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Marcus_Maya_archaeology

Marcus_Maya_archaeology - Journal of Archaeological...

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Journal of Archaeological Research, Vol. 11, No. 2, June 2003 ( C 2003) Recent Advances in Maya Archaeology Joyce Marcus 1 This paper focuses on the discoveries of the last decade in Maya archaeology, and assesses their impact on previous models and synthetic frameworks. Although the bibliography includes 700 items published during the last 10 years, it is not exhaustive; on the contrary, a frustratingly large number of discoveries had to be omitted. Two areas exploding with new research are (1) the elicitation of a greater variety of data from hieroglyphic texts, and (2) a series of chemical and biological breakthroughs in the analysis of human burials. The former make it easier to assess the role of elite actors or “agents” in processes of sociopolitical change. The latter hold out the hope of documenting warfare (through skeletal trauma), migration (by tracing tooth enamel isotopes to ground water), status or gender differences in diet (through bone chemistry), and biological connections of individuals to each other and to earlier populations (through DNA). By combining these new data, we are on our way to integrating humanism and science, and to treating Maya polities as case studies in primary or secondary state formation. KEY WORDS: Maya; sociopolitical evolution; state formation and collapse; warfare; drought; trauma; diet. INTRODUCTION For a previous overview I chose the title Where is Lowland Maya Archaeology Headed? (Marcus,1995a).Itseemedareasonablequestion,becauseatthatmoment it was unclear whether Maya archaeology would go scientific or humanistic. So strong was the tug of war between these approaches in anthropology that at least one department, that of Stanford, actually split into two programs. We now know the answer to my question: during the last decade, Mayanists headed off in three directions. Some redoubled their interest in traditional an- thropological topics such as the nature of political economies, the emergence of 1 Museum of Anthropology, 1109 Geddes, University of Michigan, Ann Arbor, Michigan 48109-1079; e-mail: [email protected] 71 1059-0161/03/0600-0071/0 C 2003 Plenum Publishing Corporation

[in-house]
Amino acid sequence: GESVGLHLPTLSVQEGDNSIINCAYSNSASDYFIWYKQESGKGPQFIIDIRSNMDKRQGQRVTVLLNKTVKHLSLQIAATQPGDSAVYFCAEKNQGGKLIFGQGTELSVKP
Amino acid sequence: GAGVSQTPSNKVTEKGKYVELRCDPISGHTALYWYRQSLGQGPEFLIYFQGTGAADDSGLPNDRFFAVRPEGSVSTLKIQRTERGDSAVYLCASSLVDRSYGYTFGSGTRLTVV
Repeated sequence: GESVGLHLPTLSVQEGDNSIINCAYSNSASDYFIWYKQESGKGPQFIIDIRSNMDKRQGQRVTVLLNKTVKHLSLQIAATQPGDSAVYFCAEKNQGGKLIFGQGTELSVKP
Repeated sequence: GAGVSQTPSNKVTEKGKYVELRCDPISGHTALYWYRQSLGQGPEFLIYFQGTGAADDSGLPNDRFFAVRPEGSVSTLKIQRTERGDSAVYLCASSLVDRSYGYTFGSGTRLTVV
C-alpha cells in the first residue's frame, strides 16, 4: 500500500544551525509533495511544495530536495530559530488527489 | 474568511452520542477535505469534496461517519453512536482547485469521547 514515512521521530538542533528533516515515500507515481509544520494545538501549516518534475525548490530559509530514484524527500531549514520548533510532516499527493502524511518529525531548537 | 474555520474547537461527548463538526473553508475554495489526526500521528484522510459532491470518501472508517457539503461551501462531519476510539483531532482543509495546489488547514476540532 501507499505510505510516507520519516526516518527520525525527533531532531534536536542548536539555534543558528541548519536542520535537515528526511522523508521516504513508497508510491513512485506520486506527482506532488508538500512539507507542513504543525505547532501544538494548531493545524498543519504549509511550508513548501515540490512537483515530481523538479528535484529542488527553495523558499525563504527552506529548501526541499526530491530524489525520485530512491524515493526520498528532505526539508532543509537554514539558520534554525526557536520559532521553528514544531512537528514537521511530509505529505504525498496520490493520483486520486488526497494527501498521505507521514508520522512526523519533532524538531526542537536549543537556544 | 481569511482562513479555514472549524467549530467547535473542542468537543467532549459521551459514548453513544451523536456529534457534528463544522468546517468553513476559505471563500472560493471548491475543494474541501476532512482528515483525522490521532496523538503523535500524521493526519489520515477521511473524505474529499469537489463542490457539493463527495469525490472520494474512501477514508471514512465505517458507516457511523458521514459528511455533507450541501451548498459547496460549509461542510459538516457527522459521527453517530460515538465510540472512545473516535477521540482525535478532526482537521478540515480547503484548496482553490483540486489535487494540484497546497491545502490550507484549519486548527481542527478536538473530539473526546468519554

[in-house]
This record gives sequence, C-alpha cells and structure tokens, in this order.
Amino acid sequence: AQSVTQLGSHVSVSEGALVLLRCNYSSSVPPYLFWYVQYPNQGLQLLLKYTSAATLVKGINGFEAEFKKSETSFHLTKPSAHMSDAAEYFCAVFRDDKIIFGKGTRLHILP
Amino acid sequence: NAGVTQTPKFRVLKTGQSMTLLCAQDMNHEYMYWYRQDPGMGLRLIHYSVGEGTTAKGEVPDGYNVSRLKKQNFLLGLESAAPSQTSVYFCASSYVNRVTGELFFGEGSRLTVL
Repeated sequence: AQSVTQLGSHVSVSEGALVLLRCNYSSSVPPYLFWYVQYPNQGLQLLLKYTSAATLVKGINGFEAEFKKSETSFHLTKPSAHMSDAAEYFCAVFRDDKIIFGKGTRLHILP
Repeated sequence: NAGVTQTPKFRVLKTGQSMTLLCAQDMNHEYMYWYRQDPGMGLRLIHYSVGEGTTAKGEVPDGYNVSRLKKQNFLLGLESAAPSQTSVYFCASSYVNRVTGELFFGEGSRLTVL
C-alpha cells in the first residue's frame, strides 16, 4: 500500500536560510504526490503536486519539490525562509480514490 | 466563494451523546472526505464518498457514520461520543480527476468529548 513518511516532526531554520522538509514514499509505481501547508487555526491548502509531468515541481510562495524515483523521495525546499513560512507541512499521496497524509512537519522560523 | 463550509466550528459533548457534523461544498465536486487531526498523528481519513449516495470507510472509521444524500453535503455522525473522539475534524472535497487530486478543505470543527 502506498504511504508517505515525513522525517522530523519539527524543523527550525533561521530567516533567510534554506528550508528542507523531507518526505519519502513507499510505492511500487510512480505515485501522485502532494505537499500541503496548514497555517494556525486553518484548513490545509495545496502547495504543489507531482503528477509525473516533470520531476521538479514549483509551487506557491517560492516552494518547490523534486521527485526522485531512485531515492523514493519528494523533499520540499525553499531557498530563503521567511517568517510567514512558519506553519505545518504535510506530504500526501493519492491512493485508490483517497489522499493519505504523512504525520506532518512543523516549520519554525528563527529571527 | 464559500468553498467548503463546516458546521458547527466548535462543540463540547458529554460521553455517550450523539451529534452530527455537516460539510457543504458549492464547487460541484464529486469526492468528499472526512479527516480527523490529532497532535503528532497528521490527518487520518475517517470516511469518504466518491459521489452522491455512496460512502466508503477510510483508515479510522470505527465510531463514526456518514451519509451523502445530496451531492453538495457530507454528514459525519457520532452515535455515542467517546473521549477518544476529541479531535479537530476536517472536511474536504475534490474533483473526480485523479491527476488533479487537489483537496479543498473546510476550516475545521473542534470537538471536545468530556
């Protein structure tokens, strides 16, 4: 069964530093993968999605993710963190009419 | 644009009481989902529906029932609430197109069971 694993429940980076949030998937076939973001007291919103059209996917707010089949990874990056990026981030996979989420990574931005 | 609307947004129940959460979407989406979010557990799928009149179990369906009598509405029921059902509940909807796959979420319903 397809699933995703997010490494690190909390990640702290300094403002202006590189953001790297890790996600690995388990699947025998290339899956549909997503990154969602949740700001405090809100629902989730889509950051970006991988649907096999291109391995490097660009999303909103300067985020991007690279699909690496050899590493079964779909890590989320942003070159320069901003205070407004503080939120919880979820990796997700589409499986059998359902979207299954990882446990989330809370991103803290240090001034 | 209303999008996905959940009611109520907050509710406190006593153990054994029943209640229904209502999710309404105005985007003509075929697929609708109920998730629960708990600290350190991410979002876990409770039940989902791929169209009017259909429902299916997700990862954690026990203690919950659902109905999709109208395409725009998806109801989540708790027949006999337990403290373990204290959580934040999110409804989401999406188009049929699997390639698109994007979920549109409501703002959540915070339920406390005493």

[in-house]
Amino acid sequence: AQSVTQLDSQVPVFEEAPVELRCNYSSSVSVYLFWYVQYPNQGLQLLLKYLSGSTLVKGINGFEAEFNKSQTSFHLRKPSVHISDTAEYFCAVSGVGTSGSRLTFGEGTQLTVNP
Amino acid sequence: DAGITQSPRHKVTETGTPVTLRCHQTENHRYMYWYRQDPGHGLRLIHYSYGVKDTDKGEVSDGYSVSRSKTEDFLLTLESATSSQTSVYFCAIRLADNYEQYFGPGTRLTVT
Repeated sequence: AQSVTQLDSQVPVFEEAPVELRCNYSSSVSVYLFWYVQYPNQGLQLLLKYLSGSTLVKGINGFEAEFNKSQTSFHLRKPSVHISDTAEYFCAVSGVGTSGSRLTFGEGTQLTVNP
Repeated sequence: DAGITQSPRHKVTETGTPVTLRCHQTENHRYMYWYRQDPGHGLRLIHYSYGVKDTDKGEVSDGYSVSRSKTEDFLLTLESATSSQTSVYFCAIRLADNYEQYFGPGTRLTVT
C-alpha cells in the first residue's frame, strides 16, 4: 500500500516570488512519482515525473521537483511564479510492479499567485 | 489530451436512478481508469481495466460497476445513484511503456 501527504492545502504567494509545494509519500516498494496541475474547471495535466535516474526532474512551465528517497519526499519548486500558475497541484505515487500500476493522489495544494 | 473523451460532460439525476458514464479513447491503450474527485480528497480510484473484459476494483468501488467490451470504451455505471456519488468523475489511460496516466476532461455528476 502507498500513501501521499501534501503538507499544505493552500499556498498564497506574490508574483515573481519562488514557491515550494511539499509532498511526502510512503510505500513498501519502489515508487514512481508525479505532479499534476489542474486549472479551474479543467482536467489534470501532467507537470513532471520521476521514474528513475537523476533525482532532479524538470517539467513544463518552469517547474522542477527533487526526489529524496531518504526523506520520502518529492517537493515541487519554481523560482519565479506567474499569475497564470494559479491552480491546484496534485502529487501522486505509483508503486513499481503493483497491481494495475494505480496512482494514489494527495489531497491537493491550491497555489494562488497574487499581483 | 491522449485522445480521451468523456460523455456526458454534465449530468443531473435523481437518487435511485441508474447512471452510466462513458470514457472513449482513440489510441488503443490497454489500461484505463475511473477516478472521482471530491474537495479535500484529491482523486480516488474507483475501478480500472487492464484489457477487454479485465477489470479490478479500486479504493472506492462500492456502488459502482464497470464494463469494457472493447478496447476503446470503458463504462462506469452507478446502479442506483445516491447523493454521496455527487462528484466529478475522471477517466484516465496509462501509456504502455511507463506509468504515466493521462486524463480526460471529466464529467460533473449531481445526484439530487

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72 Marcus sociopolitical hierarchies, the identification of primary and secondary state forma- tion, the everyday life of commoners, and the evolutionary impact of warfare. Oth- ers chose hard-science questions of wetland management, tropical deforestation, climate change, the DNA profiles of long-dead Maya, and the use of isotopic anal- yses to reconstruct both ancient diet and region of origin. Still a third group found the trendy themes of the 1980s postmodernist anthropology irresistible, seeking to make a contribution to agency, practice theory, performance, resistance, gender, and power. Fortunately, these divergent approaches did not split Maya archaeology into separate programs. Indeed, many scholars continue to integrate scientific and humanistic data (Bell et al. , 2003; Brady and Ashmore, 1999; Braswell, 2003; Dunning et al. , 1999; Fash, 1994, 2001; Fash and Andrews, in press; Fash and Sharer, 1991; Hammond, 1991, 1999; Sabloff, 1990, 2003; Scarborough, 1998; Sharer, 1994, 1996; Sheets, 1992, 2002). This integration of science and human-
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